Recent shifts in consumer preference for organic fruits has led to a new level of research in organic apple production in the Northeast. The Organic Apple Project at the University of Vermont Horticulture Farm and Research Center is experimenting with a number of apple blocs.
Growing apples, pears, plums and peaches organically in Vermont and northern New England is tough because there are many insects and diseases that can harm the fruits. Apples are one of the most fungicide-laden fruits besides strawberries.
Growing fruits organically is easier in the home orchard than at a commercial scale because you have a variety of plants and there are fewer insect pests and disease. Of course, it still takes time, effort and knowledge to grow a fruit orchard. And folks with home orchards aren't that concerned that each fruit looks perfect like they are with commercial orchards. There's nothing wrong with imperfections in life, including fruit from your own small orchard. An organic orchard can provide a family with tasty organic fruits as well as hard and sweet cider, dried apples, apple pies, apple butter and applesauce, wine, jams and jellies, and vinegar.
There are no easy answer to growing apples organically, however, one "Don Quixote" apple grower, Nick Cowles of Shelburne Orchards once made a valiant effort of "tilting at windmills" in his orchard. Nick told me about the common myth that organic orchards don't spray as much as chemical orchards. He said, "it takes a lot more work and TLC growing apples organically because there are so many variables constantly in motion. You have to be a magician to know how to handle them. You just never know what's going to happen. Sometimes, you just have to shoot from the hip and hope that the weather cooperates and that your organic practices are working."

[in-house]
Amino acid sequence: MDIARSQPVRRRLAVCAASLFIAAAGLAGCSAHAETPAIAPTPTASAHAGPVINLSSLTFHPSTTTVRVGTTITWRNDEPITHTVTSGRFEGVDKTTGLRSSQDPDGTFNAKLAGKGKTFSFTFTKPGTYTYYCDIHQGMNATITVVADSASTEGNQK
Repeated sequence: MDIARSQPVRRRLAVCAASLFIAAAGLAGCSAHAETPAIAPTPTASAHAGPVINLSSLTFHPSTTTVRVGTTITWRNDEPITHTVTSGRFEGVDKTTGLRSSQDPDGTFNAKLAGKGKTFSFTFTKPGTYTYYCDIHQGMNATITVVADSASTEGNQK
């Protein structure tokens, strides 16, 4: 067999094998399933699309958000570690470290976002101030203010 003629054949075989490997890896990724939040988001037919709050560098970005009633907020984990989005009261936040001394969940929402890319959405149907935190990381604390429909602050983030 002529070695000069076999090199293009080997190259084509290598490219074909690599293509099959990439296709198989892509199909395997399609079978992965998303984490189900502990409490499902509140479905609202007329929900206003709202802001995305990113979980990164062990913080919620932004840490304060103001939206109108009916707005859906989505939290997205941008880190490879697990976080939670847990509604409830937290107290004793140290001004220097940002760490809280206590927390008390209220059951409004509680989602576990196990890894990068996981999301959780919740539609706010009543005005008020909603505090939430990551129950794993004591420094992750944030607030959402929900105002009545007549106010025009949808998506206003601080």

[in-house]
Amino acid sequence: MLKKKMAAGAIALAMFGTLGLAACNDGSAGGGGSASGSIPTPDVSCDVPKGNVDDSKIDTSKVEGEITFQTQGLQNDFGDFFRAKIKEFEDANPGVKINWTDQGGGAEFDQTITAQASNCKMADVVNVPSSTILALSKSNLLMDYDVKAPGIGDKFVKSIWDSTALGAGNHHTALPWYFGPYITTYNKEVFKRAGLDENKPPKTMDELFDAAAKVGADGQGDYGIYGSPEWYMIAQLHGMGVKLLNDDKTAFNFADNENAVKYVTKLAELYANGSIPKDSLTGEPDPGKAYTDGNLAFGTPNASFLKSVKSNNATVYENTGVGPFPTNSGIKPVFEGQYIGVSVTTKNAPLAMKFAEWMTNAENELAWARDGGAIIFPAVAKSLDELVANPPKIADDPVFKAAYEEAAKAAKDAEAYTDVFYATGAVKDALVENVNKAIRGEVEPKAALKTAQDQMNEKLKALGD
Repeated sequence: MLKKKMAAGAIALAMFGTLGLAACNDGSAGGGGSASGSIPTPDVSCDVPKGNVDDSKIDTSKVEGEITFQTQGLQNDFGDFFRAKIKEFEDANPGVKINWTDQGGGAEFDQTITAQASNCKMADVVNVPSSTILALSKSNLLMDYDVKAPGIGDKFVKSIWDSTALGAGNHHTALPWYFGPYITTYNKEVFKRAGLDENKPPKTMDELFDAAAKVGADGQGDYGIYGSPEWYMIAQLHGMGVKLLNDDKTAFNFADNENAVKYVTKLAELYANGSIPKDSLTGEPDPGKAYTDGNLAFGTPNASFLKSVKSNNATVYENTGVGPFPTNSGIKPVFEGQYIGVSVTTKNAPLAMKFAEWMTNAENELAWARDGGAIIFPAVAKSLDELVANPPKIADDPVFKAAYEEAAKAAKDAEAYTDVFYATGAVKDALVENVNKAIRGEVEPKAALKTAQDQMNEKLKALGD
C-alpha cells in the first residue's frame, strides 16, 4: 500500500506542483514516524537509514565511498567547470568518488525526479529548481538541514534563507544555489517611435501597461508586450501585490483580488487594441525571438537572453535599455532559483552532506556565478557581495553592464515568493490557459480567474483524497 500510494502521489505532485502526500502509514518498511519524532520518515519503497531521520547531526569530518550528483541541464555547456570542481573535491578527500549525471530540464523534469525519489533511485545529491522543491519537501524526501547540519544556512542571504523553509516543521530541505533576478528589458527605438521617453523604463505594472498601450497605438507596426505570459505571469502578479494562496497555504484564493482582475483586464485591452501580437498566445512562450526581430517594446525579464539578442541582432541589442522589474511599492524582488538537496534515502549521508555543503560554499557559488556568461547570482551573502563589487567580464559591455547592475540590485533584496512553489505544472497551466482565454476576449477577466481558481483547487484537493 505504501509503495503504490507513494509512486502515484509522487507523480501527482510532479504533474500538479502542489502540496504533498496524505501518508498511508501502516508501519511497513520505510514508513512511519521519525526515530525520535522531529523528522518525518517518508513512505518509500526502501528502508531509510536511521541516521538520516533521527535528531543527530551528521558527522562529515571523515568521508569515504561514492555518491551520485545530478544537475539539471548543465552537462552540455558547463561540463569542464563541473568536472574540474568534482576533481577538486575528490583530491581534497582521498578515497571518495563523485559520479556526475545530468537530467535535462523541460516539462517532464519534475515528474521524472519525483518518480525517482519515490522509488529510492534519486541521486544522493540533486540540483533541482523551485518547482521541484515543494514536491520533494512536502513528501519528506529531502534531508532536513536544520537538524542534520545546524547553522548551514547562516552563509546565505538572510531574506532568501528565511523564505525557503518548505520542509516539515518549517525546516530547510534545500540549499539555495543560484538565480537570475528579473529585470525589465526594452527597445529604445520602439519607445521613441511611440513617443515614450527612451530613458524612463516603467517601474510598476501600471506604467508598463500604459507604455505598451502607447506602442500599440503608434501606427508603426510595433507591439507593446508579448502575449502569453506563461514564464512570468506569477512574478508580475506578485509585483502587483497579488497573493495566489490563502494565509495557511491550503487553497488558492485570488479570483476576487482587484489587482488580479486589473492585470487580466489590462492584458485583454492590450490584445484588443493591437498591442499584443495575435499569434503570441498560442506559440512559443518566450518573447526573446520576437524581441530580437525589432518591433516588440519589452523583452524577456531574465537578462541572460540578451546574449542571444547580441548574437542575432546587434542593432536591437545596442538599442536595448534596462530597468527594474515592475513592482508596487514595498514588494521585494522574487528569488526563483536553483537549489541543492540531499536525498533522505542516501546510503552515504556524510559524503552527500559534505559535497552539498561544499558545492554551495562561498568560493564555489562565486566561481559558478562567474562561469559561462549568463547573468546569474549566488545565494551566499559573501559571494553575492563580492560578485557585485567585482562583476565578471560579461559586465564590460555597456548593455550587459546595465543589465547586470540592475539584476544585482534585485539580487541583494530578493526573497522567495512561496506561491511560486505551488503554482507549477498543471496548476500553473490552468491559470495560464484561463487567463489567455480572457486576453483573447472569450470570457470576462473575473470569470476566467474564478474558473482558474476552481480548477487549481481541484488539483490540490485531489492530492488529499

Nick went on to say, "the problem is that fruit trees have a great propensity to attract pest and diseases which are hard to control organically. When an apple grower uses harmful synthetic pesticides, like diazinon and sevin, he limits the number of problems and in a sense takes himself out of the equation. On the other hand, using organic methods is both difficult and fascinating. One becomes much closer to the actual life cycles in nature as you are allowing a lot more life to happen in the orchard.
Nick said, "You have to keep a much keener eye on the activities and know how and when to respond. You are balancing good predator insects against harmful insects, which means you don't just come in and spray and destroy the good insects. I used to introduce the good predator insects into the orchard but I don't have to anymore as they occur naturally in the environment and are not destroyed by harmful sprays".
Nick sells many varieties of apples, peaches, sweet and sour cherries plus apple brandy and sweet cider, delicious apples pies, cider donuts and my books. In the spring, he sells fruit trees.Champlain Orchards
Bill Suhr of Chmaplain Orchards, uses similar ecological methods as Nick Cowles. By ecological methods, I'm referring to Integrated Pest Management. I'll explain below.
Champlain Orchards, operated by Bill Suhr since 1998, is located in the Champlain Valley in Shoreham and Bridport, Vermont. The orchard is conserved as agricultural land by the Vermont Land Trust. There are 500 acres of land on three contiguous farms. Some of the 70 old and new apple varieties include: `Ginger Gold,' `McIntosh,' `Paulared,' `Honeycrisp,' `Macoun,' `Gala,' `Jonagold,' `Liberty,' `Empire,' `Matsu, and `Northern Spy.' Twenty-eight solar trackers have helped the orchard to become 100 percent self-sufficient.
The 100 year-old farm produces apples, raspberries, peaches, cherries, nectarines, plums, pears, and sweet, hard and ice apple cider. They also sells fresh apple pies and cider donuts, apple and apple raspberry cider, apple sauce, apple butter, apple cider syrup, pork and beef.